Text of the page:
All the above can happen without delving into the living quarters of the brood box which must wait until air temperatures rise to “shirt sleeve gardening weather”, lest the precious early brood be chilled. Earlier observation of pollen being taken into the hive will have confirmed that the queen is laying and all should be well. If it isn’t, failure of the colony can be expected. Losing ten per cent of colonies for any number of reasons is par for the course. Seeing how the colony is developing is interesting but the main purpose of all examinations (discovery of serious disease excepted) is to check for the presence of queen cells. These indicate that the colony is preparing divide by swarming thus reducing the strength of the hive. Since there is only ever (well nearly ever) one queen in a hive, swarming is the only way that honeybees can expand the number of colonies and their territory. The craft of beekeeping is to control this instinct by understanding what triggers it (and taking evasive action) or manipulating the colony so that its ‘mind set’ thinks that it has swarmed. How is this achieved you may ask?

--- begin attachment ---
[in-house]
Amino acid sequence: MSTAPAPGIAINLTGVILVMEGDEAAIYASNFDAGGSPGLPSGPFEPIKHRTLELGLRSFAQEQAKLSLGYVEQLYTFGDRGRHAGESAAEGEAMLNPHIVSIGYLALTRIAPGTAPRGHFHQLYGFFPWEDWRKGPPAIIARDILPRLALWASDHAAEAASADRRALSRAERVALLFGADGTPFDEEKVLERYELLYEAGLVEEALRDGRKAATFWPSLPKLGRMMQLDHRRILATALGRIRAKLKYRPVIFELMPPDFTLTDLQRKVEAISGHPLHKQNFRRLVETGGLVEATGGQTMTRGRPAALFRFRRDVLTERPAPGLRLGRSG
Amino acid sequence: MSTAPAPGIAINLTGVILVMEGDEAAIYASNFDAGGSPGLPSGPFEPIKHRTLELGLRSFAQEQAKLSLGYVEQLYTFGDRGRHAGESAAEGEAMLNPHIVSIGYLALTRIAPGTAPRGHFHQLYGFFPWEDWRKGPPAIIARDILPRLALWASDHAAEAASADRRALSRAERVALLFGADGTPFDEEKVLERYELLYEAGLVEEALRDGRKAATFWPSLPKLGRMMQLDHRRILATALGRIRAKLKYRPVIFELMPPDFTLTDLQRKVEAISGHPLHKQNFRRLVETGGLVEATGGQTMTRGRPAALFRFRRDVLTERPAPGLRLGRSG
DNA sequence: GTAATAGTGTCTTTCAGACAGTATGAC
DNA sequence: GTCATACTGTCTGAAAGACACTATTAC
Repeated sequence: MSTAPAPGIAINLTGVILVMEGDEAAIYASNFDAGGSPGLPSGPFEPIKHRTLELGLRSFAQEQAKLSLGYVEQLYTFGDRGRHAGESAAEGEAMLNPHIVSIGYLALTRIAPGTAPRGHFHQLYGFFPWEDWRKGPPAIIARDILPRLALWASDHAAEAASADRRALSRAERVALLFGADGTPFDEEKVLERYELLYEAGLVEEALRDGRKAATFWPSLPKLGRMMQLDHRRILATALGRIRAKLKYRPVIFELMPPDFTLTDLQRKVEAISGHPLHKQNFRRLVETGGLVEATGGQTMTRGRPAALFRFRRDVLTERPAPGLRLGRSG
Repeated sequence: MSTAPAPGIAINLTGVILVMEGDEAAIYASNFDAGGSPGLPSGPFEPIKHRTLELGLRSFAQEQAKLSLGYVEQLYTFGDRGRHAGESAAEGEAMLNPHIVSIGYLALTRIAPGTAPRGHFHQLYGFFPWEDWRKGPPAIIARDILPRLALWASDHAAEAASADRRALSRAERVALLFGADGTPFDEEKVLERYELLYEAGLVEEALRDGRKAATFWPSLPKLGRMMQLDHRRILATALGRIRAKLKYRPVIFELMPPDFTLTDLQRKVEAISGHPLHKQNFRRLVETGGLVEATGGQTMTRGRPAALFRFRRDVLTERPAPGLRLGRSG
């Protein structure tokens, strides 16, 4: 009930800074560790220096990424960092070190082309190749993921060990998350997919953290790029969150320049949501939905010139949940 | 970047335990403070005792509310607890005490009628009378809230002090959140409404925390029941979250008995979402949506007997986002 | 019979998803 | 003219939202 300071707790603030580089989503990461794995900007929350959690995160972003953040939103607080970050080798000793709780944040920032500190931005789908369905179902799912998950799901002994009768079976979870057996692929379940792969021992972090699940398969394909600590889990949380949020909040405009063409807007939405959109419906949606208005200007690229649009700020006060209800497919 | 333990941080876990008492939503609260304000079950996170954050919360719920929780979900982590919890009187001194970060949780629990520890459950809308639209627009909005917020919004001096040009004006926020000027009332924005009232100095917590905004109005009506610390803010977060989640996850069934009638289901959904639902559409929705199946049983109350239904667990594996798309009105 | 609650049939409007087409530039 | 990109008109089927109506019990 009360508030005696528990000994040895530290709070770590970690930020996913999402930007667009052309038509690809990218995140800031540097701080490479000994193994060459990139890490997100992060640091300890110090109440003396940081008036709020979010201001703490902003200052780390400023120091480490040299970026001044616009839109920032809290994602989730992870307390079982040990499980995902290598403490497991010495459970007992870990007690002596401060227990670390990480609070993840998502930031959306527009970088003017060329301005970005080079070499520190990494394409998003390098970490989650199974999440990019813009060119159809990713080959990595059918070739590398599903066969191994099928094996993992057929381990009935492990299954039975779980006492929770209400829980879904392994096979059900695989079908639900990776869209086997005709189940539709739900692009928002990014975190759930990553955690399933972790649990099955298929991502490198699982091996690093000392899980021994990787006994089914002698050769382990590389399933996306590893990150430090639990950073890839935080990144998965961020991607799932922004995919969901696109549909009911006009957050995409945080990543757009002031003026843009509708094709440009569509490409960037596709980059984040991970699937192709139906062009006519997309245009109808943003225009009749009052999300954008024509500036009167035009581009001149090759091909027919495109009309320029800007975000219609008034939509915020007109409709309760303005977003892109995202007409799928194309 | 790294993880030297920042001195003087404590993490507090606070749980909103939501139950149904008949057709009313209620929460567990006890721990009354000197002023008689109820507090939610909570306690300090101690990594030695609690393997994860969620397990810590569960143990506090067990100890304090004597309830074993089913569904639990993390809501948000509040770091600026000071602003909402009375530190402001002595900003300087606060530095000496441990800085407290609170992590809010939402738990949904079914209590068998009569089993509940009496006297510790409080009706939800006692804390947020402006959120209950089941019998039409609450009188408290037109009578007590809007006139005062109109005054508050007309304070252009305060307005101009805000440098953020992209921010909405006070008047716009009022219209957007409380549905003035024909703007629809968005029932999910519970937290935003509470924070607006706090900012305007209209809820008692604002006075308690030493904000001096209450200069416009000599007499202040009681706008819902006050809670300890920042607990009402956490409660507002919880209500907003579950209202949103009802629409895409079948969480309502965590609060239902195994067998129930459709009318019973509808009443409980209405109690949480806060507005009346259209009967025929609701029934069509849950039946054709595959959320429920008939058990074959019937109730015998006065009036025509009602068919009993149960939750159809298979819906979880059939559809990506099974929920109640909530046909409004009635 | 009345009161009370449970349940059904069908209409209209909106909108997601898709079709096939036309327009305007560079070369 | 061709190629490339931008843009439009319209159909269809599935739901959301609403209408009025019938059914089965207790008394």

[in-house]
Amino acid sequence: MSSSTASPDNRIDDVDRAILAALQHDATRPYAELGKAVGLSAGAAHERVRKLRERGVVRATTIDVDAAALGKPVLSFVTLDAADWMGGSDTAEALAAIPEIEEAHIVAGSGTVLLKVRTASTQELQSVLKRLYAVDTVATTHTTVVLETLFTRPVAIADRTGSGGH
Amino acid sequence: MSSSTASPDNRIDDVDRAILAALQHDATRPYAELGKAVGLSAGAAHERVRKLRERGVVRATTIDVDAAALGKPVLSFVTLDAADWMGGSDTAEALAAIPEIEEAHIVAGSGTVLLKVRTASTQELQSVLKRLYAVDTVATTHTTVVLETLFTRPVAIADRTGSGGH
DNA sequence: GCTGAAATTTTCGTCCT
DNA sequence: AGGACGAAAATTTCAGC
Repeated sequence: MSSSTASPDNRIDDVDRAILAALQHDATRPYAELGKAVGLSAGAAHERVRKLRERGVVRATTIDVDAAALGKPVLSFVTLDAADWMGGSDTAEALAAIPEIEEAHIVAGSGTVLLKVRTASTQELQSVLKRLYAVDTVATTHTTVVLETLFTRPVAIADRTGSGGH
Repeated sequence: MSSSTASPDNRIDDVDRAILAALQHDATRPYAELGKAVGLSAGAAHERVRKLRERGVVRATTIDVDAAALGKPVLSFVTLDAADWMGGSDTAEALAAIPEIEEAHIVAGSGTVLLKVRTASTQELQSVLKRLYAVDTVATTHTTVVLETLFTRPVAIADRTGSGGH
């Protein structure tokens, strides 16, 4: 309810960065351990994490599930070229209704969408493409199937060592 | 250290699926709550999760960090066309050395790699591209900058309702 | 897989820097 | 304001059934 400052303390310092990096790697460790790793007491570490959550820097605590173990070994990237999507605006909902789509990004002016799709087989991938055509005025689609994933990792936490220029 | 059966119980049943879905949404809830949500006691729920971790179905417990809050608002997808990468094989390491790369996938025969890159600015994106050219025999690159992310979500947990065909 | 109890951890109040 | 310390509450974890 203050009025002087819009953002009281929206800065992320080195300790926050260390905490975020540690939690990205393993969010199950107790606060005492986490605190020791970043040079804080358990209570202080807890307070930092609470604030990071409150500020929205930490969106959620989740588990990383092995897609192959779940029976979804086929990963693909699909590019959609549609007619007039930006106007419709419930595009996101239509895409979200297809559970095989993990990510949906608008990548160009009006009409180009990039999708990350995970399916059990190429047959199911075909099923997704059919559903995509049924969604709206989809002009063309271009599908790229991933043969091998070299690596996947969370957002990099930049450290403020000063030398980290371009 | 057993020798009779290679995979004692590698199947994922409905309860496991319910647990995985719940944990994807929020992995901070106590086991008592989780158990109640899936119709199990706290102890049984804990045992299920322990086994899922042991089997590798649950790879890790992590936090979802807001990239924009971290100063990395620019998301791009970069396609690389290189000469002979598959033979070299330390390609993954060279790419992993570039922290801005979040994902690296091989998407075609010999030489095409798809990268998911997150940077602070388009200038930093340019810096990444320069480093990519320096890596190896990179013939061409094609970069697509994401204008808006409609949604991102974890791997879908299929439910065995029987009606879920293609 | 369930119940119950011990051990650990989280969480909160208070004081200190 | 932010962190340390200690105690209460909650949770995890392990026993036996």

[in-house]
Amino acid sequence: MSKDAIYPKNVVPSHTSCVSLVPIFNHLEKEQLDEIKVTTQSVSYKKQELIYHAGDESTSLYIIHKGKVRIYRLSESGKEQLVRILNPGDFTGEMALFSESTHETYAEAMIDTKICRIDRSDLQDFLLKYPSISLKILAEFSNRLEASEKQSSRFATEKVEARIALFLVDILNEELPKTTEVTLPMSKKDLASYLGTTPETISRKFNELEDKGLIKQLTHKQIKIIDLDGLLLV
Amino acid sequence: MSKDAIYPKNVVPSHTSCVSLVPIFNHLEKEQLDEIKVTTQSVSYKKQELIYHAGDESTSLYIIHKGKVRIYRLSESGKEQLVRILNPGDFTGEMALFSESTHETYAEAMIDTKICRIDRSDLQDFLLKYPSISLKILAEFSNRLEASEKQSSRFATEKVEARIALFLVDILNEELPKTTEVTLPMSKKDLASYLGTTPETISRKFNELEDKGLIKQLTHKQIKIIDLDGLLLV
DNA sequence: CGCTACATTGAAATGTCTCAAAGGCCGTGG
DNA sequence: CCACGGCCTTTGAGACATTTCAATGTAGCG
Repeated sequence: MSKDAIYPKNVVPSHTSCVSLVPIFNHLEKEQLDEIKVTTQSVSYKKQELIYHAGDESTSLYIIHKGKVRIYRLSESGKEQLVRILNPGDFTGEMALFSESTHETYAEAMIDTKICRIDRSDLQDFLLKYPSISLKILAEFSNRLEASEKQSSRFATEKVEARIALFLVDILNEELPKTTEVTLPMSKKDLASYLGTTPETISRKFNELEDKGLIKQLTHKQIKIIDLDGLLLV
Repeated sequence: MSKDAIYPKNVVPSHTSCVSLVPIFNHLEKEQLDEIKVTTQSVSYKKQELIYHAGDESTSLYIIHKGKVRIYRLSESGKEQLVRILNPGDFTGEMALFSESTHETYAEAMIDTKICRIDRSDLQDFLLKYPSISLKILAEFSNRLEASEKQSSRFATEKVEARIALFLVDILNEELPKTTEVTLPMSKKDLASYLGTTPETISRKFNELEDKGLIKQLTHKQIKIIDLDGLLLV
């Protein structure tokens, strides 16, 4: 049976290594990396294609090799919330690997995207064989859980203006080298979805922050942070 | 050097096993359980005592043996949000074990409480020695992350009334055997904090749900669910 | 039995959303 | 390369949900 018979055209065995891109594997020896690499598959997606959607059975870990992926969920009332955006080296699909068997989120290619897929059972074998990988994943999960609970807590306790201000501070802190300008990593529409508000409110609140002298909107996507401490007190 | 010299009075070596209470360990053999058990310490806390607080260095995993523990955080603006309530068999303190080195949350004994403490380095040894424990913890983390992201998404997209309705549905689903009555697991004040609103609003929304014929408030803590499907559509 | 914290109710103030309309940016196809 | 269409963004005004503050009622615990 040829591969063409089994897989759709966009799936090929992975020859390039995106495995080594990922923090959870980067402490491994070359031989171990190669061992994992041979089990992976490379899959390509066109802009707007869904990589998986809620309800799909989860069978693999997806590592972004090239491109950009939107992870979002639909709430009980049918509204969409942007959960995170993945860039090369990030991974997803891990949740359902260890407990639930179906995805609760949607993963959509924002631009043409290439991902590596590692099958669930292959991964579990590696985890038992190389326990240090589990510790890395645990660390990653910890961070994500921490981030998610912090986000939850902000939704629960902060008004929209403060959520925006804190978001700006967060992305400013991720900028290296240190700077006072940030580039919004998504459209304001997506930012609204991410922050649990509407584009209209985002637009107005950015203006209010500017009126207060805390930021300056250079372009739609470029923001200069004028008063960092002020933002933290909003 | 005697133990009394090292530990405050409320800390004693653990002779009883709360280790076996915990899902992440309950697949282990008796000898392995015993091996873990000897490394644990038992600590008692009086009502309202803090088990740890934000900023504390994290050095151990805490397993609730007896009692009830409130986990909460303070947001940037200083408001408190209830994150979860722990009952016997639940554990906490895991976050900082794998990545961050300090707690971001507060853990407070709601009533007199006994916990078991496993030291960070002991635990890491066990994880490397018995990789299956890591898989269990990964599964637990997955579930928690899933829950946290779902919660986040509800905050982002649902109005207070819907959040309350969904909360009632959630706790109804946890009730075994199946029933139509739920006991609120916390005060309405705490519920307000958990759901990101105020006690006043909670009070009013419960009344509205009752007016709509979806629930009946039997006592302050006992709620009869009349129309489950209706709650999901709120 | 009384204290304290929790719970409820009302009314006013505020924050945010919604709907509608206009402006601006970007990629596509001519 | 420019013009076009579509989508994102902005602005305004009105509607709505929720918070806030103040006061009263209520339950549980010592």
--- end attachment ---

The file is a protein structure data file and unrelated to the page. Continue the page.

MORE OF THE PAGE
No single honeybee is sufficient unto itself. A colony of honeybees is a super-organisation with different ages and stages of workers doing different tasks, the queen and drones being the only ‘specialists’. Before a swarm emerges the colony needs to be complete – eggs, larvae. workers of all ages, drones and, of course, a queen. Devoid on any element, and the bees will not ‘contemplate’ swarming by producing queen cells. Take any element away and the swarm can be frustrated - in the short term. Removing the queen into a nucleus box with attendant workers is one way, but there are many more sophisticated manipulations which enhance bee breeding and colony strength.The choreography of swarming is triggered by the workers. The (old) queen, who has been starved to get her into flying trim, quits the hive with about half of the flying bees, leaving all the young house bees, brood and stores to fend for themselves and (more importantly) to nurture a developing, replacement queen. The swarm eventually erupts from the hive and, after a short flight, will cluster on a convenient branch/post/wall/car whilst scout bees roam the surroundings in search of a suitable nest site. At this early stage in the swarm, while the bees have no nest to defend, is mild mannered. The bees will have filled their honey stomachs before departure for use in their new home, and as a consequence would find it difficult to sting even if they were inclined to do so. Swarms may look, and sound, menacing but rarely are. Wharfedale Beekeepers Association (WBKA) has 'swarm officers' dotted round Craven whose roll it is to collect precious swarms in this early stage. A list with telephone numbers is on its web site A swarm in its scouting stage is pretty obvious from the noise and shear numbers of bees in the air, measured in thousands. When they have found a new home, the activity may be less obvious. If you suspect from bee activity that a swarm has taken up residence too close for comfort, before calling out a swarm officer, please, please look, with care, and establish that the insects are small sleek and brown honeybees and not rotund and hairy -many types of bumble bee. These too may seem to be flying busily from a nest site – a bird box perhaps - but are no threat, are useful garden pollinators and should be encouraged to stay where they are.Meanwhile, back in the old hive a virgin queen will soon emerge and, not long after, set out on a mating flight where she may mingle with a host of drones gathered from up to six miles away attracted to a ‘drone congregation area’. She may mate with several of these before return to the hive which she will then not leave until a year or two, when it is her turn to follow a swarm. As the only queen, through life she will be cosseted, fed and lay up to 2000 eggs per day. As spring advances and the colony grows to sufficient strength, there comes a time when the inflow of nectar exceeds the colony’s breeding requirements. This is when the bees begin to convert the nectar into honey and store it “for the future”. Beekeepers give the hive what is known as a ‘super’ to store this honey, having first placed a ‘queen excluder’ over the brood nest. It is important to stop the queen from laying in the super, thus contaminating, the edible honeycomb. Roll on summer – a bit of warmth in spring would not come amiss either!